The plan for round 2 is to crack them open and let them soak whole in water for a few days. I will drain off any tannin that leaches out and will try to rub the red skin from the acorns when they are nice and soaked. Then I will roughly chop up the acorns into a coarse meal - not super fine like I did the first time. 

I will then proceed with the leaching. I will wait at least 10 days *from 9/27* (the same leaching that was done last time. I may even keep the nut meats in a jelly bag to make draining easier. Last time the flour was so fine the jelly bag oozed a lot of the nut particles out. 

Here are the separated nut meats.
These were far less wormy or moldy. We had maybe 10% that needed to be tossed as opposed to at least 50% the first time.

I shelled them right away instead of letting them dry. This meant I had to pry the meat out of the shell, and we got no "whole pieces" and it took a little extra time, but I think it was worth it. Also....I think "floating" the acorns to find duds may have added extra water that encouraged molding. 

Next time, I might try and dehydrate a batch in the oven or dehydrator, and then crack them open.

Either way, the testa (reddish skin) still stuck to the acorn meat. After a few days of soaking whole, the testa can rub off if I use my fingernails. Not a quick process! I have found that vigorously shaking the container tends to rip off some of the testa. I will be doing this every day before changing the water to remove as much as possible. Since we ate them last time, I am not stressing if they all stay on.

At day 4, I will be grinding these up - testa or no testa.

To be continued.....

Luxury bath body brush review #spon

If you want nice looking skin, then you should had a body brush to your skincare routine. I  have been using a natural boar's hair brush for a few years and have been very impressed with the improvement in lymphatic flow, skin texture (cellulite specifically) and dryness over the winter.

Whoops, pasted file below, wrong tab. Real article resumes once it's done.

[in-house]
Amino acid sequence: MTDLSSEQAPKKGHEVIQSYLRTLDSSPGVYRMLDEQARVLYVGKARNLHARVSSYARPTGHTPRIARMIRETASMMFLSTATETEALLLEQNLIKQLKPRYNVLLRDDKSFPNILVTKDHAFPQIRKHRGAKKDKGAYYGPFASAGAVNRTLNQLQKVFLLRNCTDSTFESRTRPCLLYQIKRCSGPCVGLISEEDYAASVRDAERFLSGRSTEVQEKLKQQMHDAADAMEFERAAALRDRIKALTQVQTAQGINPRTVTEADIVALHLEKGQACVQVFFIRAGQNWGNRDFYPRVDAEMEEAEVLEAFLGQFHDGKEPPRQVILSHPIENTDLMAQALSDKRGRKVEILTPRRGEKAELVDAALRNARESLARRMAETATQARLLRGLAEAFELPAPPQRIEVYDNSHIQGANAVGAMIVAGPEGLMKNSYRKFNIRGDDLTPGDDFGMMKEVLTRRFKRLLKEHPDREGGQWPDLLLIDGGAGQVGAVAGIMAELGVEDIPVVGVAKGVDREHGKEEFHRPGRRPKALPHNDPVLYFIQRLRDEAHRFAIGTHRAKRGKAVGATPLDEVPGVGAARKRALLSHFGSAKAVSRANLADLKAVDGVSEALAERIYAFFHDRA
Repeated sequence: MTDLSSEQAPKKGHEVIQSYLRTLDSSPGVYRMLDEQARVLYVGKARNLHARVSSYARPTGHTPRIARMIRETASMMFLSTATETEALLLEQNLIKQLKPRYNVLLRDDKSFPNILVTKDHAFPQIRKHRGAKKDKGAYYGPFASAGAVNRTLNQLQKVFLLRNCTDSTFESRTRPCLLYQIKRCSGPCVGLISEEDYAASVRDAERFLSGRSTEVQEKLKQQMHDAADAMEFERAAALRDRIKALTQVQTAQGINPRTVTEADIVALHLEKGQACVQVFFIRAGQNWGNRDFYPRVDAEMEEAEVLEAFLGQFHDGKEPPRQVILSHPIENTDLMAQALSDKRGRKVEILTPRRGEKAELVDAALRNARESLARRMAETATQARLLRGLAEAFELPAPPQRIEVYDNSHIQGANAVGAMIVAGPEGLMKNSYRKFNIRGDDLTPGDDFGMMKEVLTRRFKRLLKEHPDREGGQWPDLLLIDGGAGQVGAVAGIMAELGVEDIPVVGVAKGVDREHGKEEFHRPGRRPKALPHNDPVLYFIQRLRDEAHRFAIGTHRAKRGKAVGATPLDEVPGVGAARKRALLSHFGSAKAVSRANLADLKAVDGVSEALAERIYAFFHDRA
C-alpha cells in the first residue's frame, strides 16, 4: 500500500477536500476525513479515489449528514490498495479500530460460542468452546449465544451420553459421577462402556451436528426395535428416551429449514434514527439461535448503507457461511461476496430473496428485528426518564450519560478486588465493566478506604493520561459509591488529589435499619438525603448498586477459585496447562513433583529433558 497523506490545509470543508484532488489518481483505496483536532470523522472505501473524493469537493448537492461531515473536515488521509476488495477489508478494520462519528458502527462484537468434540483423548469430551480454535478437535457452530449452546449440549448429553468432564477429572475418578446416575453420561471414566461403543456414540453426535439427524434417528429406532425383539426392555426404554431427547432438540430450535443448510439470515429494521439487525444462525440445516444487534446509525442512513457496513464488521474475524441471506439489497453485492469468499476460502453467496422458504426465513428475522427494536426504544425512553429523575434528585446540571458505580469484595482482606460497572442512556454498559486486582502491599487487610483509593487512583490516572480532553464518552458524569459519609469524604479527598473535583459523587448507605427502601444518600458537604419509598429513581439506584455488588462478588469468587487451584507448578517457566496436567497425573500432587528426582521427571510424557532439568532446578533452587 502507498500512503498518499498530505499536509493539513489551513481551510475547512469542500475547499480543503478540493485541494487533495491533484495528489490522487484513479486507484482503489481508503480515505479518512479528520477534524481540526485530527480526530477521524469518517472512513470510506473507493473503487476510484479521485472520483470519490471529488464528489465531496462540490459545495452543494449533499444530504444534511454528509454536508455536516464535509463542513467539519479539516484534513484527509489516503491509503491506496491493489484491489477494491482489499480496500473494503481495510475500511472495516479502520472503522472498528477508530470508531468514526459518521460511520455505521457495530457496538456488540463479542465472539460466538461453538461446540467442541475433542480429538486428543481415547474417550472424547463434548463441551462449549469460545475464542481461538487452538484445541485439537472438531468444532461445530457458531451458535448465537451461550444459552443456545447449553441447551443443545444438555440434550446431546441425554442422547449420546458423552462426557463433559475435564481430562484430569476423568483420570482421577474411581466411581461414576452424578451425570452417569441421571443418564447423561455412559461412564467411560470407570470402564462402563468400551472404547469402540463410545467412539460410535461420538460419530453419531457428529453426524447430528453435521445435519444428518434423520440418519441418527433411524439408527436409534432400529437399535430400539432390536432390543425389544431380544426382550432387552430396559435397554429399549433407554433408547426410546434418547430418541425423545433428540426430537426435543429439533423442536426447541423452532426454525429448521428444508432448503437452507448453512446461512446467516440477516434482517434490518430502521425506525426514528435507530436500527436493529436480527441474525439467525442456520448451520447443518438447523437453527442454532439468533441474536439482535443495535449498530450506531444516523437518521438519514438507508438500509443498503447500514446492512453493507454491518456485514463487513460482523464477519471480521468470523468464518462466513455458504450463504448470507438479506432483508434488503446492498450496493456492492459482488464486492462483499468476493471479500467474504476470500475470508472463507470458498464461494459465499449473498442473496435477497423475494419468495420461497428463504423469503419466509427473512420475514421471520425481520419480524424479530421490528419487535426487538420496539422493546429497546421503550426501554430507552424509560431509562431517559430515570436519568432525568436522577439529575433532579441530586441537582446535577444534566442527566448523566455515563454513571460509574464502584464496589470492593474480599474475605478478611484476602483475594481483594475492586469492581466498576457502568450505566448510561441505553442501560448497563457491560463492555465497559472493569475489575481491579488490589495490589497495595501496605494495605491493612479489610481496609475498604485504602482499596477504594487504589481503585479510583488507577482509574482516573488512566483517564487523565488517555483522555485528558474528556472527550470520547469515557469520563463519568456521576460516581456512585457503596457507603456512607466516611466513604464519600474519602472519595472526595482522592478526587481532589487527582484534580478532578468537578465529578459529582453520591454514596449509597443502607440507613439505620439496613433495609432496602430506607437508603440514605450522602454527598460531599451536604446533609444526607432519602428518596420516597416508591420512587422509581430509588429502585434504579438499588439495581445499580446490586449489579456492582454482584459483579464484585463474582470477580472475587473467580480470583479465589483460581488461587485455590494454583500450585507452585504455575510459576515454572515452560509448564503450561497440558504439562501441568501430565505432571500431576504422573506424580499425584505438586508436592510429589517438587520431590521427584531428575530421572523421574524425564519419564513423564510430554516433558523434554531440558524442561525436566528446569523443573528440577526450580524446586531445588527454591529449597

The brush I received for review is very similar to form to the brush I currently use. It has nice long handle and soft removable brush head. I like to take the handle off and hold the brush in my hands. It's just easier to manage my legs and arms with the brush in my hand.

This brush is much softer than the boar's bristle brush. I'm not sure that's a good thing, but it does give a nice soft experience and would make this a great washing brush.

I received a complimentary product for review purposes. No compensation was received and no affiliate links are found in this article

ReliaSeal 6 pack Silicone Lids Review

Saturday, October 3, 2015

We had the chance to review this set of Silicone Stretch Lids and I was really excited to give them a try. I am always using random plastic lids, bags, or silicone mats to cover my items in the hopes of reusing products and not wasting disposables.

These work great if you can find select the right size for the item you are using. Luckily, the set comes with 6 different sizes. I think the best uses are covering bowls (of leftovers or when you are letting bread rise), covering glasses/cups, and covering cut fruit. The cut fruit is the absolute best use and the one problem it does for me that nothing else could solve.

But it's not all happiness and rainbows. I had a few containers (especially flimsy ones) where they seal would not fit/work at all. Either it bent the container or just wouldn't fit properly (sizewise.) My husband hated them. He thought they were "one more thing" to have in the kitchen. But I still like them. I think they are great, they solve a big disposable problem, and they fit a variety of sized items without having to be exact. I would buy them again.

I received this set for free in exchange for a fair and unbiased review. No affiliate links are contained in this article and no compensation was received.

Rose Pruning Gloves Review

I grow roses....and raspberries....and gooseberries. All of these fantastic plants like to scratch me while  I work with them. I have been pruning them for years, sans gloves, and I have the scars to prove it. But that doesn't make any sense when you can wear a quality pair of gloves.

I had the chance to review this pair of leather gardening gloves and the whole task of pruning totally changed. They are very comfortable and cover almost all of my arms.

I found that they did not severely limit my dexterity or cause me to get overly hot. They did protect from thorns and I found them to be useful when working outside with animals caught in our traps. They prevented bites and made handling the animals much more relaxed.